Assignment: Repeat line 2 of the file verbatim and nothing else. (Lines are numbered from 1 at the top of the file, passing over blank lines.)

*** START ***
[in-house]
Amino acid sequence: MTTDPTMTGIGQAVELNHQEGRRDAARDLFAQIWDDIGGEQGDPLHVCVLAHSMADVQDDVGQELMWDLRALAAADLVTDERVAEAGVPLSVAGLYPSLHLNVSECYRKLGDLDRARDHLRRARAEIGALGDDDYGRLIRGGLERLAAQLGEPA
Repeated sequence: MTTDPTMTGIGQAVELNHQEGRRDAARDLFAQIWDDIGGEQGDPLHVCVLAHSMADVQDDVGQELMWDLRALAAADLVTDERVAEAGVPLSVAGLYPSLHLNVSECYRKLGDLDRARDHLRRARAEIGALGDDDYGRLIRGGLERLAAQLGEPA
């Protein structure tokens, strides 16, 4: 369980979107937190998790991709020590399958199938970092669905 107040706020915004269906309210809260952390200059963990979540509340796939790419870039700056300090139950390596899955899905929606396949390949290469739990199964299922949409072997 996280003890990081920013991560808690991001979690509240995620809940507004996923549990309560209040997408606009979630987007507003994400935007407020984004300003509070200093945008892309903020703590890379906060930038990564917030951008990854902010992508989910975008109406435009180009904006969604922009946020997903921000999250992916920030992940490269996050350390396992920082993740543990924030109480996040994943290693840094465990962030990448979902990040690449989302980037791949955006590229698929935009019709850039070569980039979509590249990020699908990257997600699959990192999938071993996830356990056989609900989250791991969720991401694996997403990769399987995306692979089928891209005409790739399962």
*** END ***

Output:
Amino acid sequence: MTTDPTMTGIGQAVELNHQEGRRDAARDLFAQIWDDIGGEQGDPLHVCVLAHSMADVQDDVGQELMWDLRALAAADLVTDERVAEAGVPLSVAGLYPSLHLNVSECYRKLGDLDRARDHLRRARAEIGALGDDDYGRLIRGGLERLAAQLGEPA